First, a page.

Power dressing is back

But banish all thoughts of Eighties shoulderpads
Spanish stone-age cave paintings 'under threat' after being re-opened to the public

Spanish stone-age cave paintings in Altamira 'under threat'

Caves were re-opened to the public
'I was the bookies’ favourite to be first to leave the Cabinet'

Vince Cable interview

'I was the bookies’ favourite to be first to leave the Cabinet'
Election 2015: How many of the Government's coalition agreement promises have been kept?

Promises, promises

But how many coalition agreement pledges have been kept?
The Gaza fisherman who built his own reef - and was shot dead there by an Israeli gunboat

The death of a Gaza fisherman

He built his own reef, and was fatally shot there by an Israeli gunboat
Saudi Arabia's airstrikes in Yemen are fuelling the Gulf's fire

Saudi airstrikes are fuelling the Gulf's fire

Arab intervention in Yemen risks entrenching Sunni-Shia divide and handing a victory to Isis, says Patrick Cockburn
Zayn Malik's departure from One Direction shows the perils of fame in the age of social media

The only direction Zayn could go

We wince at the anguish of One Direction's fans, but Malik's departure shows the perils of fame in the age of social media
Young Magician of the Year 2015: Meet the schoolgirl from Newcastle who has her heart set on being the competition's first female winner

Spells like teen spirit

A 16-year-old from Newcastle has set her heart on being the first female to win Young Magician of the Year. Jonathan Owen meets her
Jonathan Anderson: If fashion is a cycle, this young man knows just how to ride it

If fashion is a cycle, this young man knows just how to ride it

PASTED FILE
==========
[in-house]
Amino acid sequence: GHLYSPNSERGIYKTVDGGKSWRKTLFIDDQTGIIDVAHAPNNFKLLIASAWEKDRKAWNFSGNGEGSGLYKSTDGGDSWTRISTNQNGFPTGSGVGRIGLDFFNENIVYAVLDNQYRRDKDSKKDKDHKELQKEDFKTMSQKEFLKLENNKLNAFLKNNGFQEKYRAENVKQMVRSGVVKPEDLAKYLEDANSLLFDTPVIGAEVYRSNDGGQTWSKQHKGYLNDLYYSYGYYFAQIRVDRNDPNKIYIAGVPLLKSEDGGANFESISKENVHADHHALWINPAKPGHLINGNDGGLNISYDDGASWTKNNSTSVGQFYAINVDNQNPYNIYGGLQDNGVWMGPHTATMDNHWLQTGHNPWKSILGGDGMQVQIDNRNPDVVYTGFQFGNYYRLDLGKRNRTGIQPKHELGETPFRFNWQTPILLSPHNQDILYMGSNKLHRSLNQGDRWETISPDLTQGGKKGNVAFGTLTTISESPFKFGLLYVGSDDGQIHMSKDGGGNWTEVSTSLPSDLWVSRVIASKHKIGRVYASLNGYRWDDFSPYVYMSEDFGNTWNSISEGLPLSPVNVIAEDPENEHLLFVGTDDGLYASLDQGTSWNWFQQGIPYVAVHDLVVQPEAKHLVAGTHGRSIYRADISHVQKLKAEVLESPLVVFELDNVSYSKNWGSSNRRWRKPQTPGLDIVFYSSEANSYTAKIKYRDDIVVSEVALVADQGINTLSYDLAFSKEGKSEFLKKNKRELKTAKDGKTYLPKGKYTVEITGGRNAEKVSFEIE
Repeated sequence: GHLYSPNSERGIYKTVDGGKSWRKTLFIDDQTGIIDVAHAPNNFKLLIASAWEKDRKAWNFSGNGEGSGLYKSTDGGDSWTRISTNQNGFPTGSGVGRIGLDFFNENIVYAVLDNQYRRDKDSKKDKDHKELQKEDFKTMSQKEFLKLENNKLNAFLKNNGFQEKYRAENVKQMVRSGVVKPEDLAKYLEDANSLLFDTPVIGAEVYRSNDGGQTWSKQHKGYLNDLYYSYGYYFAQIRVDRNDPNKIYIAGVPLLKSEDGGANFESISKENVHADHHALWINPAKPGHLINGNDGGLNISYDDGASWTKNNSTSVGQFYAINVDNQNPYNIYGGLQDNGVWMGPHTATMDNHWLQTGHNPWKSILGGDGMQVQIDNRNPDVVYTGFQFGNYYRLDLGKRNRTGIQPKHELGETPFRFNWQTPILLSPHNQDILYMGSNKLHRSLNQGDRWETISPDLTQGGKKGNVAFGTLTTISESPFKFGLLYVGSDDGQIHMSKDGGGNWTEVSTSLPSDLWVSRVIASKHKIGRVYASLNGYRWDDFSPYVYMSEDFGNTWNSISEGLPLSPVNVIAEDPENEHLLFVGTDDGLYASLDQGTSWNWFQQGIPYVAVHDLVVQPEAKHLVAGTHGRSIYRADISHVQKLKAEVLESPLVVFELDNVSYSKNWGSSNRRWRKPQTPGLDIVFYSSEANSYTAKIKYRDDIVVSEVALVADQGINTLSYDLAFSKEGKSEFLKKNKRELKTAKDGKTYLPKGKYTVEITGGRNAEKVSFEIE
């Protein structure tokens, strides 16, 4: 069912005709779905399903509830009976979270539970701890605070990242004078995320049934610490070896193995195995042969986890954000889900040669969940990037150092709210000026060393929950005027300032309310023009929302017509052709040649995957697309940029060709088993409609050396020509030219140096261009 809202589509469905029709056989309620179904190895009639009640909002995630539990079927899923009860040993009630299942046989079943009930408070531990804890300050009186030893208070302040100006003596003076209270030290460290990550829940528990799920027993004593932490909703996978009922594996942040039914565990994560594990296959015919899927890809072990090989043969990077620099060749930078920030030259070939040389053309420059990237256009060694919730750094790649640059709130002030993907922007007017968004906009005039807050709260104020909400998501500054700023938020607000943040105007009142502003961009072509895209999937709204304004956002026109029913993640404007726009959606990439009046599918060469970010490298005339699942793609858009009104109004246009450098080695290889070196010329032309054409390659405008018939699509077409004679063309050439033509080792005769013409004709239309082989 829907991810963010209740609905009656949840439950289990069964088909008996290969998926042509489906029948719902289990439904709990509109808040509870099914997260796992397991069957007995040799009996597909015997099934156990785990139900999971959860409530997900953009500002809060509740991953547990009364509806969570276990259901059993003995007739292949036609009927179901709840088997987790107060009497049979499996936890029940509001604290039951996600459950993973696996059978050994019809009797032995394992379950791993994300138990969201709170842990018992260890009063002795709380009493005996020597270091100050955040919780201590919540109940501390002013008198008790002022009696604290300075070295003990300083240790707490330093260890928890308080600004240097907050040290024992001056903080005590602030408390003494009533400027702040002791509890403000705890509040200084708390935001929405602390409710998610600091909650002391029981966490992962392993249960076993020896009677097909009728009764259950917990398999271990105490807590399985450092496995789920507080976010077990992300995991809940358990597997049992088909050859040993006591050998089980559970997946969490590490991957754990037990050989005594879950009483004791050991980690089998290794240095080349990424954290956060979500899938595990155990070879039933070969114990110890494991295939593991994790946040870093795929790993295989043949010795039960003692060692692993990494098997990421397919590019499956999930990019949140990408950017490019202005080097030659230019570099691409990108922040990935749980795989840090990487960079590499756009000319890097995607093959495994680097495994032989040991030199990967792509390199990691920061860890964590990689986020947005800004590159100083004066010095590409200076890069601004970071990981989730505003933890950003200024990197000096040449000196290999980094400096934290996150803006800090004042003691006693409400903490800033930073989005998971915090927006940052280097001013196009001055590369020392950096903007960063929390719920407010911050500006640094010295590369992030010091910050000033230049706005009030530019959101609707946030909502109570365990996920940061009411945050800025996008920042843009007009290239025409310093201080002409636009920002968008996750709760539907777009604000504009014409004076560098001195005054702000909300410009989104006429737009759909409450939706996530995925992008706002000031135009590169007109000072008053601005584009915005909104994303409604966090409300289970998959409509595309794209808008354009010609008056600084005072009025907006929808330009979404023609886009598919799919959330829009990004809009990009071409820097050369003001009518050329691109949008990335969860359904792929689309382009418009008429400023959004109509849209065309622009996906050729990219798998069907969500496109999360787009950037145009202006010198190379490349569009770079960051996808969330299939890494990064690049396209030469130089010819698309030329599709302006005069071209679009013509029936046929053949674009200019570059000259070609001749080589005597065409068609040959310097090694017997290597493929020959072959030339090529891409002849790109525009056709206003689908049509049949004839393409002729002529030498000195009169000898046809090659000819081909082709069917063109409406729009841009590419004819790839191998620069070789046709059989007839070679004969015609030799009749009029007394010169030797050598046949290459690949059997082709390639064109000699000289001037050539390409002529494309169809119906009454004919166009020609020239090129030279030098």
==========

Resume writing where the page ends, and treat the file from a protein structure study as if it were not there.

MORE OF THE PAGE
British designer Jonathan Anderson is putting his stamp on venerable house Loewe
Number plates scheme could provide a licence to offend in the land of the free

Licence to offend in the land of the free

Cash-strapped states have hit on a way of making money out of drivers that may be in collision with the First Amendment, says Rupert Cornwell
From farm to fork: Meet the Cornish fishermen, vegetable-growers and butchers causing a stir in London's top restaurants

From farm to fork in Cornwall

One man is bringing together Cornwall's most accomplished growers, fishermen and butchers with London's best chefs to put the finest, freshest produce on the plates of some of the country’s best restaurants
Robert Parker interview: The world's top wine critic on tasting 10,000 bottles a year, absurd drinking notes and New World wannabes

Robert Parker interview

The world's top wine critic on tasting 10,000 bottles a year, absurd drinking notes and New World wannabes
Don't believe the stereotype - or should you?

Don't believe the stereotype - or should you?

We exaggerate regional traits and turn them into jokes - and those on the receiving end are in on it too, says DJ Taylor